Basilica of St. Francis of Assisi (Basilica di San Francesco d’Assisi)
Assisi’s crown jewel is its 13th-century basilica, topping the massive hillside Sacro Convento complex. The church has three main components: the Upper Basilica (Basilica Superiore), home to one of the world’s most celebrated fresco cycles; the older Lower Basilica (Basilica Inferiore), decorated with late-medieval frescoes by Cimabue and Pietro Lorenzetti; and the underground Crypt of St. Francis (Cripta di San Francesco), where St. Francis’ tomb lies. Both pilgrimage site and de facto art museum, the basilica is best appreciated with a guide who shares insight into its art, architecture, and history. Stop by on a small-group or private tour of Assisi, or opt for an audio tour that focuses exclusively on the basilica.
Alternatively, explore the basilica and Assisi’s other Franciscan sights on a day trip from Rome or Florence. Many tours include stops along Lake Trasimeno or in nearby towns such as Perugia.
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Things to Know Before You Go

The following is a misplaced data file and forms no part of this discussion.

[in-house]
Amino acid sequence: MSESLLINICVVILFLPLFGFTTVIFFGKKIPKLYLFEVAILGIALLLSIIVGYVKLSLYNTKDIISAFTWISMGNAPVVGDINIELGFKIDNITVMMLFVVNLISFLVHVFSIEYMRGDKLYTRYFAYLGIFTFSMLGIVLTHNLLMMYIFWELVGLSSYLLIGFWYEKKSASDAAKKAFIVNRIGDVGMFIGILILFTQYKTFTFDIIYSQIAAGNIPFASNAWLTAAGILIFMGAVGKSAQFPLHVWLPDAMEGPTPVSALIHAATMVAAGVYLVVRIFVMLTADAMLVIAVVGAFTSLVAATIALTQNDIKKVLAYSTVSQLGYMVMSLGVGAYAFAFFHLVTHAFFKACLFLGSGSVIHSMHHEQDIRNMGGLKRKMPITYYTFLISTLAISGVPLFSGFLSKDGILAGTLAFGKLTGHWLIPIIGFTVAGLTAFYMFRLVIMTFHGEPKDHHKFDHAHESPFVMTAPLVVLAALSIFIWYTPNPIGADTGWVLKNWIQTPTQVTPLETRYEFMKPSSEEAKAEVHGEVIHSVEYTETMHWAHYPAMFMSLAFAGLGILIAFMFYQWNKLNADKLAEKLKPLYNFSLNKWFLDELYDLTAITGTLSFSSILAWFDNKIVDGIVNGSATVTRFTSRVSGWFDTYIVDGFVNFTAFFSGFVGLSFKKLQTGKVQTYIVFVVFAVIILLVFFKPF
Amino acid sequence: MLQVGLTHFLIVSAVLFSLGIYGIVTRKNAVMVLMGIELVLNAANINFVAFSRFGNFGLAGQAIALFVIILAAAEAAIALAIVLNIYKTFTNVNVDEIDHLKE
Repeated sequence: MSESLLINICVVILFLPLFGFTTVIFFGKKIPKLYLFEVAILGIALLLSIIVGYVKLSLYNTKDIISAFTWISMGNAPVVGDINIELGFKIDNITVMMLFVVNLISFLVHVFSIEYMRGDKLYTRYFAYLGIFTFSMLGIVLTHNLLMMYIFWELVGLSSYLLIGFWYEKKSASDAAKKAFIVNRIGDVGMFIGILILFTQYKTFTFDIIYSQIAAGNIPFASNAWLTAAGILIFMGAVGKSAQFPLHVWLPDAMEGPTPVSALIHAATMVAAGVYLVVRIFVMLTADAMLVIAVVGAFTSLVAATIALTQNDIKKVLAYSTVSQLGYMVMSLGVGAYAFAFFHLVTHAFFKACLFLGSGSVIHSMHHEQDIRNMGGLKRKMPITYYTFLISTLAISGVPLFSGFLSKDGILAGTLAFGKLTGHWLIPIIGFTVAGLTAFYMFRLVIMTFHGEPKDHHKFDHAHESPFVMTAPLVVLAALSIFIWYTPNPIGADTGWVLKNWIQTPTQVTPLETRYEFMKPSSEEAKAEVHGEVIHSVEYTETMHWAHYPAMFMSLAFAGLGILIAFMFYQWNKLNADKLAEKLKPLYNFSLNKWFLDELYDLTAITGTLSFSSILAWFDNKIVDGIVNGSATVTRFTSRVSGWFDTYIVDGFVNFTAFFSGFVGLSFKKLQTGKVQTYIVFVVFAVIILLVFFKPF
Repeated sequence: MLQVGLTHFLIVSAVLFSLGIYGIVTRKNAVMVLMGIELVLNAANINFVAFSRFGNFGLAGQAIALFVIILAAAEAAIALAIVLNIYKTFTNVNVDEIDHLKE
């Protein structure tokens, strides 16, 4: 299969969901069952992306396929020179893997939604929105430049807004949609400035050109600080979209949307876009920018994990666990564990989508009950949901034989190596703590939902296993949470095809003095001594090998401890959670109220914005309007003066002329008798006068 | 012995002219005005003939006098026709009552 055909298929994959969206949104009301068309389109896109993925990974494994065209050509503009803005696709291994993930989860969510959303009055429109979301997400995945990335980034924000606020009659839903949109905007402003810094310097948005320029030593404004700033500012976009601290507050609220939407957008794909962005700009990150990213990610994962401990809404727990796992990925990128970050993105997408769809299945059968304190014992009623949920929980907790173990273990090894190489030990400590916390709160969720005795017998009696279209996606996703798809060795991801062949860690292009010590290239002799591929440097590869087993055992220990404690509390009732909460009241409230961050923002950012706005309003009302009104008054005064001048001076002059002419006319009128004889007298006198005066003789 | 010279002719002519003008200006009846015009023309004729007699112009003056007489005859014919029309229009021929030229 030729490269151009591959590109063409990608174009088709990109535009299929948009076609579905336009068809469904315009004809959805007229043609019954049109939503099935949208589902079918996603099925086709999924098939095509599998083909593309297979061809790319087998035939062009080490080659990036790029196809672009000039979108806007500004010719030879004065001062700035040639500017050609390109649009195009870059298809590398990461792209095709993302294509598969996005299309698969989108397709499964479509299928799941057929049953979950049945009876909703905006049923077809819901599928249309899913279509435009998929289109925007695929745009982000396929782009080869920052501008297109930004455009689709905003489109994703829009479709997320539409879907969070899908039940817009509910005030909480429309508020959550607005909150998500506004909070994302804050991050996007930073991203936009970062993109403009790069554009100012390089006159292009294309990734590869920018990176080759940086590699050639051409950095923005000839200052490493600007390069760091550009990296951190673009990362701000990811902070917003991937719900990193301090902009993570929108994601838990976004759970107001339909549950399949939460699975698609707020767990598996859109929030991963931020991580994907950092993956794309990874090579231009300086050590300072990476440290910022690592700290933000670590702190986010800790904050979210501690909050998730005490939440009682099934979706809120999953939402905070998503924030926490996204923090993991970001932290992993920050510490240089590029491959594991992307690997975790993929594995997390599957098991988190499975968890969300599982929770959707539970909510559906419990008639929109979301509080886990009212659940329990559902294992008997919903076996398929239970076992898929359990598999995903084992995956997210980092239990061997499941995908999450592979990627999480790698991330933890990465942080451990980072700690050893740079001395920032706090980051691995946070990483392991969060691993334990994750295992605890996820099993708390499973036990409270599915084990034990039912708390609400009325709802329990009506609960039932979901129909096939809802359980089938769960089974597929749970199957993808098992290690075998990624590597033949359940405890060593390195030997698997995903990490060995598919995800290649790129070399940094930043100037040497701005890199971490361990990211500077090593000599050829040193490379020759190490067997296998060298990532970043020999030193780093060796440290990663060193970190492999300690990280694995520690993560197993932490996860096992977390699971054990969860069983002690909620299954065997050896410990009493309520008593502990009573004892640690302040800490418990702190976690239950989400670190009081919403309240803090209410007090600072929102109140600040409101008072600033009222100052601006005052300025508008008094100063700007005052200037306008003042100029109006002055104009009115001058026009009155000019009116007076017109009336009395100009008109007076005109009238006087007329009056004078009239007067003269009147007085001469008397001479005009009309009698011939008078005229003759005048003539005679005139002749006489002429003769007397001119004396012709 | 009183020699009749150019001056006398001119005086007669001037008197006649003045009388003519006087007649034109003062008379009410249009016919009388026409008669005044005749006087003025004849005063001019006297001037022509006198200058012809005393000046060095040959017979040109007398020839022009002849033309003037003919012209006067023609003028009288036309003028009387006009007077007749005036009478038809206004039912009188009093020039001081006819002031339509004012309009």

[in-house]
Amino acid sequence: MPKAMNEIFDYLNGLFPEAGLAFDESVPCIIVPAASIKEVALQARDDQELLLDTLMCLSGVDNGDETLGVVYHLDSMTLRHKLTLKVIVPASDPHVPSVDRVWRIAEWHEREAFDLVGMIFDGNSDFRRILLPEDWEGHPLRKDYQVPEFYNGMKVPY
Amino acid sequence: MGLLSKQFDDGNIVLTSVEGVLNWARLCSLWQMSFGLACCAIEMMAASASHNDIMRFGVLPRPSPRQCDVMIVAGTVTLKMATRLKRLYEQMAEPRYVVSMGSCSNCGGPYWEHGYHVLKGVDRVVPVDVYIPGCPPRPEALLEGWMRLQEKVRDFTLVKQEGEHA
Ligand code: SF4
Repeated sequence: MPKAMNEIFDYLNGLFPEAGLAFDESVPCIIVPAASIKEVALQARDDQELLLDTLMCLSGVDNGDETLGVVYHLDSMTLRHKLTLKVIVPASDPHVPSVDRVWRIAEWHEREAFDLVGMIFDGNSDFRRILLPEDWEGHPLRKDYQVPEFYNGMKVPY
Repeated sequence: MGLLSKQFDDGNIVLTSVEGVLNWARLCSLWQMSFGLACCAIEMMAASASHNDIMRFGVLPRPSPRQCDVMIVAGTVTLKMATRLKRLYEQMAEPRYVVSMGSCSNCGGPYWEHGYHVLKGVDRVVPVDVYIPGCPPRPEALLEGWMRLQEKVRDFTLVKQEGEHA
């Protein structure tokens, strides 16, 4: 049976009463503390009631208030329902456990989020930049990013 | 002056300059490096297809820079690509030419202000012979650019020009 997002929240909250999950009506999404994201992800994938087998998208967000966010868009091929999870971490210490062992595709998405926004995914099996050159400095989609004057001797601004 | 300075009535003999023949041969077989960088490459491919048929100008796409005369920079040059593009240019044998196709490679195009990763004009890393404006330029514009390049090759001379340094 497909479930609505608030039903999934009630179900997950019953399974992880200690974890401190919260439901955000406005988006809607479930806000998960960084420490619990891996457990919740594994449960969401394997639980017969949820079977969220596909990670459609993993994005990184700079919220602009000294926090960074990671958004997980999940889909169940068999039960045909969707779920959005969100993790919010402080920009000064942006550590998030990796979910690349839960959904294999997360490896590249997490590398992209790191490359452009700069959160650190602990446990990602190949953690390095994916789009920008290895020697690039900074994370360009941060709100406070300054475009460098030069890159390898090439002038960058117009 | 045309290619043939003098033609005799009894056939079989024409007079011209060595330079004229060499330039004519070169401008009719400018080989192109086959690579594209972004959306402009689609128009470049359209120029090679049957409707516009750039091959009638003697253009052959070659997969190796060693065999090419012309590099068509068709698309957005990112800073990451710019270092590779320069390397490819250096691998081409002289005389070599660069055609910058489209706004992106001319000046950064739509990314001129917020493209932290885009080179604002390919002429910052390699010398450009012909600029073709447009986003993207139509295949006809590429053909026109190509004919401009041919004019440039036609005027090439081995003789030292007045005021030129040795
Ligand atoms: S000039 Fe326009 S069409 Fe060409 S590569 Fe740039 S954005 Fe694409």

Wear comfortable shoes for walking tours of Assisi along the medieval town’s steep lanes.
Both the Upper and Lower Basilica are accessible to wheelchairs; the crypt, however, is not.
The Basilica di San Francesco requires modest clothing and solemn decorum.
Photography isn’t allowed inside the church.
How to Get There
The Basilica di San Francesco is located on Piazza San Francesco at the far end of Assisi’s historic center. Direct trains run from Rome and Florence.
When to Get There
The Basilica di San Francesco is open every day. Check the church’s website for hours and a list of celebrations. On the feast day of St. Francis (October 4), special masses are held in and around the basilica, often with the participation of the pope and national and international political figures.
The Upper Basilica is decorated with one of the most significant works of Italian medieval art: a series of frescoes telling the story of St. Francis’ life. Known collectively asThe Legend of St. Francis, the panels includeSt. Francis Giving His Mantle to a Poor Man, among others. The frescoes are attributed to Giotto, though some art historians contest this claim, citing style discrepancies suggesting the panels could be the work of several artists.
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